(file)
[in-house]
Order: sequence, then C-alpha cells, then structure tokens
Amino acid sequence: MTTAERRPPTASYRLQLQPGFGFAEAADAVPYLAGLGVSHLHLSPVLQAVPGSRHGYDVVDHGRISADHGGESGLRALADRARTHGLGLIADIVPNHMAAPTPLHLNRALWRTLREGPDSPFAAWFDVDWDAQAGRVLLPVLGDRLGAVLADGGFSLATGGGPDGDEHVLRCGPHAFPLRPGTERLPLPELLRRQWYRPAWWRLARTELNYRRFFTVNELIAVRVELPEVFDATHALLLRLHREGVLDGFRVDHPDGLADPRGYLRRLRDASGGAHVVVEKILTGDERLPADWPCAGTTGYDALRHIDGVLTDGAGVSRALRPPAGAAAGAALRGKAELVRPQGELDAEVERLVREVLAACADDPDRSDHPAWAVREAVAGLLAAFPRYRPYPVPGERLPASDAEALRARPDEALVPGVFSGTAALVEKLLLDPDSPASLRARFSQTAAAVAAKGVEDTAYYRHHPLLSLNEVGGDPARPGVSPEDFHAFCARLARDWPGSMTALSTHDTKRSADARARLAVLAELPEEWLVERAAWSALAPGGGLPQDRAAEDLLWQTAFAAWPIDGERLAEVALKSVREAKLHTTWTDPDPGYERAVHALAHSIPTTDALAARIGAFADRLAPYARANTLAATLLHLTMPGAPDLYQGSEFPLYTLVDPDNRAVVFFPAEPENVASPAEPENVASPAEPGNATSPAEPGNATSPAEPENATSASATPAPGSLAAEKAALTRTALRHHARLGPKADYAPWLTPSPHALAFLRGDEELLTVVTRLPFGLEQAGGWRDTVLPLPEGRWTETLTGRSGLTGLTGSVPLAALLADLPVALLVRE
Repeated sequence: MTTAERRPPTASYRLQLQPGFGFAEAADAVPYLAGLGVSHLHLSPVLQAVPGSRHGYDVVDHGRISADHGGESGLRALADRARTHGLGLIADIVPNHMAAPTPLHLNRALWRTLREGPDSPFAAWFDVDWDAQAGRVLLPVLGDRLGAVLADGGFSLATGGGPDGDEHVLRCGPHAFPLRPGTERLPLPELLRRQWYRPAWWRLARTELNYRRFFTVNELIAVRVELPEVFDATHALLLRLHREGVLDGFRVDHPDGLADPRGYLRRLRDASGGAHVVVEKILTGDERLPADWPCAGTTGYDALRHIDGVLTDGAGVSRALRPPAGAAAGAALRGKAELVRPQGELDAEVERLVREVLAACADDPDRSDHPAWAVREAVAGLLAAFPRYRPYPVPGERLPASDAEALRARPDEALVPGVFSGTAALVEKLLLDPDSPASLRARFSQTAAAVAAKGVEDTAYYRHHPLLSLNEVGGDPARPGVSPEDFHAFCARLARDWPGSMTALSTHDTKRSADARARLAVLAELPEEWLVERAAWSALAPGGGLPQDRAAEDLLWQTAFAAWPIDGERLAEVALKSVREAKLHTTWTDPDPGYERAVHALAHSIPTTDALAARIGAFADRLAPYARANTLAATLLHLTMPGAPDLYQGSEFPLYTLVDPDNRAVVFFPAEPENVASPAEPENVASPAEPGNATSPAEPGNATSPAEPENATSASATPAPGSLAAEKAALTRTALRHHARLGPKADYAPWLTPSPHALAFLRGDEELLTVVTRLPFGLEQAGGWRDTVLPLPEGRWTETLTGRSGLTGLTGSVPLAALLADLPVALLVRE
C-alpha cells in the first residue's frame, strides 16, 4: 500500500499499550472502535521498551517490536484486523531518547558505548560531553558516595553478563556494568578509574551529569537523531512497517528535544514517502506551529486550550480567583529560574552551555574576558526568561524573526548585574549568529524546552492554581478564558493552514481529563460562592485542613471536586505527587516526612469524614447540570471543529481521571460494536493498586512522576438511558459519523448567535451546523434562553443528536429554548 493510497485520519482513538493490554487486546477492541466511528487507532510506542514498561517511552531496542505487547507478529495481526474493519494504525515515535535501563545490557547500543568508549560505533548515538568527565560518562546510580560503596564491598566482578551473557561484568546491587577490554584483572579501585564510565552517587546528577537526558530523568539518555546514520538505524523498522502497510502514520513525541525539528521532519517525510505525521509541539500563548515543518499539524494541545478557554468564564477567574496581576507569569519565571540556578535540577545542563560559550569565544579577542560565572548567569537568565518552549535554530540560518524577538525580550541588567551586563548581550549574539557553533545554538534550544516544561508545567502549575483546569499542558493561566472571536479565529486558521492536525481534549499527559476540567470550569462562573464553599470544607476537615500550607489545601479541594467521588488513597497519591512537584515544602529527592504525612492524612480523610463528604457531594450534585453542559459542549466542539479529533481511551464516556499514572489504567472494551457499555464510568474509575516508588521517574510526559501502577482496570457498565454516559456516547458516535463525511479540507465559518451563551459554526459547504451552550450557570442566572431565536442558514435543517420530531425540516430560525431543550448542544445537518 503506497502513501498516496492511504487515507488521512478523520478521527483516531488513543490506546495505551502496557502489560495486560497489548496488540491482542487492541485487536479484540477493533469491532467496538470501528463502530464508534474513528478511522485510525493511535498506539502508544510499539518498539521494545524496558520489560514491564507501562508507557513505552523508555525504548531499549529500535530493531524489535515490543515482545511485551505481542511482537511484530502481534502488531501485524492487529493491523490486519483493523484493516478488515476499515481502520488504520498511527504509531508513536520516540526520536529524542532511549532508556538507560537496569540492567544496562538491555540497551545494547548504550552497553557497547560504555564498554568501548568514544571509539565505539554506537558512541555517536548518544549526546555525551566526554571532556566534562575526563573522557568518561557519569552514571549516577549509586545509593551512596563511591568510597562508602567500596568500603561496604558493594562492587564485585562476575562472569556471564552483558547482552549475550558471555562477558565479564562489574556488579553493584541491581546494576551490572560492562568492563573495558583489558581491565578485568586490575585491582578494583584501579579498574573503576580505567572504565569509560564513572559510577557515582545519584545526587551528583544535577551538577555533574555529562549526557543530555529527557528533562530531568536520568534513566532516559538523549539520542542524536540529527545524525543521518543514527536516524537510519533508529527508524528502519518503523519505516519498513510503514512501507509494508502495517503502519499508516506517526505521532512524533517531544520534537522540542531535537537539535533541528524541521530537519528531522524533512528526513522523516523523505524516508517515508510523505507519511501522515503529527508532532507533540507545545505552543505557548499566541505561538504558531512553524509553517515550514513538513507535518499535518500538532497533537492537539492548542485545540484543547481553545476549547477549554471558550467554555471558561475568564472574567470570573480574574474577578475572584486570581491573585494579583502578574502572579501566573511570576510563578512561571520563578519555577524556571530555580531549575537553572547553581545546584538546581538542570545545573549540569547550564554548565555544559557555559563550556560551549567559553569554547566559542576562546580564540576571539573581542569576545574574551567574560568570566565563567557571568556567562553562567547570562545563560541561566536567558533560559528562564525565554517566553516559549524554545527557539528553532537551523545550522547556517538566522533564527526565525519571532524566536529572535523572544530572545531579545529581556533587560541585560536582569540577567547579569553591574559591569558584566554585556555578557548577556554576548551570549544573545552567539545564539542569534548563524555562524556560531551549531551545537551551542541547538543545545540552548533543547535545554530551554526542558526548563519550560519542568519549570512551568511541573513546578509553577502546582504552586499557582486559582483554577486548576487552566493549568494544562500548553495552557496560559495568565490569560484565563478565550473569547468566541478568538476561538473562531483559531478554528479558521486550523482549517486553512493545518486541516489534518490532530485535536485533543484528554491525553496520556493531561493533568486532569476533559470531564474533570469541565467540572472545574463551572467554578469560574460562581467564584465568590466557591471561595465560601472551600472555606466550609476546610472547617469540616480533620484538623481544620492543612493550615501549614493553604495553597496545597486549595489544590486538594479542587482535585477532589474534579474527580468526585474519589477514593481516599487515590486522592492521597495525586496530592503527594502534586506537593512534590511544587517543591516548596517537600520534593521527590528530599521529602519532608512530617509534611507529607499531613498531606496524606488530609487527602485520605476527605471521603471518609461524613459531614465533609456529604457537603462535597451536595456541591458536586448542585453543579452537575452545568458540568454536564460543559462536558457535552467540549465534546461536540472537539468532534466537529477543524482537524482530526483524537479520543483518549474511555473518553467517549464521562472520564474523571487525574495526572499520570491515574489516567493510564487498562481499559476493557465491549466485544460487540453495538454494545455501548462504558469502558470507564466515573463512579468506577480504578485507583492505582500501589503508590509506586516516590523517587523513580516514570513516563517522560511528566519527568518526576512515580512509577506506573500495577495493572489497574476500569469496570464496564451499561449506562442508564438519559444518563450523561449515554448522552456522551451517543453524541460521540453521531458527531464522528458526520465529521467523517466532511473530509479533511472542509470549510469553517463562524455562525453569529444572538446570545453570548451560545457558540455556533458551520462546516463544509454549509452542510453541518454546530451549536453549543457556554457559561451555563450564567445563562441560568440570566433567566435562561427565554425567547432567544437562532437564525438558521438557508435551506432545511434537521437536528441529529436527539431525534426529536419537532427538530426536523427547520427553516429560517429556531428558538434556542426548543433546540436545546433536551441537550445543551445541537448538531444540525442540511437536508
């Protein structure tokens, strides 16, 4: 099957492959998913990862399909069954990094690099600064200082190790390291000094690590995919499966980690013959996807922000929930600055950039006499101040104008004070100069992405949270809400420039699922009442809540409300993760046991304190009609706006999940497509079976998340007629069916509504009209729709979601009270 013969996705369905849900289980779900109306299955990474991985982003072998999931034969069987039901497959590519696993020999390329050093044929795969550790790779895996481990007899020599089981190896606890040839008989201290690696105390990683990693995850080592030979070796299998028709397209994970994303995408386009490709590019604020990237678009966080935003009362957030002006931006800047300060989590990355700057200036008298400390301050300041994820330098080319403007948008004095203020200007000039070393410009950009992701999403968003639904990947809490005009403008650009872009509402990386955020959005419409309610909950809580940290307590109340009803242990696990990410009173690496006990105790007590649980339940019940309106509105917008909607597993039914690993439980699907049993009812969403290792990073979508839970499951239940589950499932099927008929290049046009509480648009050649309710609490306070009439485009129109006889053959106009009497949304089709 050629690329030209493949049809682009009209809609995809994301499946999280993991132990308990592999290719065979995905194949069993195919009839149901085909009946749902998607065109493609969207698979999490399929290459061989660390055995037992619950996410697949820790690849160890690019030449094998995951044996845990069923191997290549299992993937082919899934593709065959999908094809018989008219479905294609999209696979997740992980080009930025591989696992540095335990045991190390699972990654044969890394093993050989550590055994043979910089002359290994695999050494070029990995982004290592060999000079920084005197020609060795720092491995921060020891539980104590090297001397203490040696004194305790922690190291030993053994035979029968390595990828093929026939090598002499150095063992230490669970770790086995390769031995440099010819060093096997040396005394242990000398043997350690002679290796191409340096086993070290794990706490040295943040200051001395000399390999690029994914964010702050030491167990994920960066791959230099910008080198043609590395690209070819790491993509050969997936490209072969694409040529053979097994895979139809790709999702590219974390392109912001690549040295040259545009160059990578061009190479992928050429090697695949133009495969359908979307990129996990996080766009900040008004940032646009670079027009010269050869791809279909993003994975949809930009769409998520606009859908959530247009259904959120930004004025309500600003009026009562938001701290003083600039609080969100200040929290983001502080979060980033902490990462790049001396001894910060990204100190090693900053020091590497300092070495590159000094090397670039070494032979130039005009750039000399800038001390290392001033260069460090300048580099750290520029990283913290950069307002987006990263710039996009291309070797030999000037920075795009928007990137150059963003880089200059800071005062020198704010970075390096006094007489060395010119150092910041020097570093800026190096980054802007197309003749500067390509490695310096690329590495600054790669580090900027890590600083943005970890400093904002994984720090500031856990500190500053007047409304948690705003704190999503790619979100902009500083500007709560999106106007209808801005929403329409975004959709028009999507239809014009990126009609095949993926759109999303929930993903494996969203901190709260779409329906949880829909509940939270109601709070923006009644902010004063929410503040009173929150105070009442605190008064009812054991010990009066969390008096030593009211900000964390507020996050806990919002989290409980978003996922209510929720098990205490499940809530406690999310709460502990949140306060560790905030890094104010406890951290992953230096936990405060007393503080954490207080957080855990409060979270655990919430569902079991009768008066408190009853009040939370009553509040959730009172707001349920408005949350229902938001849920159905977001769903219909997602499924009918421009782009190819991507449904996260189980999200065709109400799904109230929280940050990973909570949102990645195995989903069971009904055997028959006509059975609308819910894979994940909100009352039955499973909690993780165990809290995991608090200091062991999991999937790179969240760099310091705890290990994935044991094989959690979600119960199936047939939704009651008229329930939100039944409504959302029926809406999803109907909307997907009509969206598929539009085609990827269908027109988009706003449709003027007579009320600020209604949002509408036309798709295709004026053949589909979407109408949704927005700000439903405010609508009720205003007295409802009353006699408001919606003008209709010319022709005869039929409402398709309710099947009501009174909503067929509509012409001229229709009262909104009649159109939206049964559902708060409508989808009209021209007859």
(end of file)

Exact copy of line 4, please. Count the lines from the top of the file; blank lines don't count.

Repeated sequence: MTTAERRPPTASYRLQLQPGFGFAEAADAVPYLAGLGVSHLHLSPVLQAVPGSRHGYDVVDHGRISADHGGESGLRALADRARTHGLGLIADIVPNHMAAPTPLHLNRALWRTLREGPDSPFAAWFDVDWDAQAGRVLLPVLGDRLGAVLADGGFSLATGGGPDGDEHVLRCGPHAFPLRPGTERLPLPELLRRQWYRPAWWRLARTELNYRRFFTVNELIAVRVELPEVFDATHALLLRLHREGVLDGFRVDHPDGLADPRGYLRRLRDASGGAHVVVEKILTGDERLPADWPCAGTTGYDALRHIDGVLTDGAGVSRALRPPAGAAAGAALRGKAELVRPQGELDAEVERLVREVLAACADDPDRSDHPAWAVREAVAGLLAAFPRYRPYPVPGERLPASDAEALRARPDEALVPGVFSGTAALVEKLLLDPDSPASLRARFSQTAAAVAAKGVEDTAYYRHHPLLSLNEVGGDPARPGVSPEDFHAFCARLARDWPGSMTALSTHDTKRSADARARLAVLAELPEEWLVERAAWSALAPGGGLPQDRAAEDLLWQTAFAAWPIDGERLAEVALKSVREAKLHTTWTDPDPGYERAVHALAHSIPTTDALAARIGAFADRLAPYARANTLAATLLHLTMPGAPDLYQGSEFPLYTLVDPDNRAVVFFPAEPENVASPAEPENVASPAEPGNATSPAEPGNATSPAEPENATSASATPAPGSLAAEKAALTRTALRHHARLGPKADYAPWLTPSPHALAFLRGDEELLTVVTRLPFGLEQAGGWRDTVLPLPEGRWTETLTGRSGLTGLTGSVPLAALLADLPVALLVRE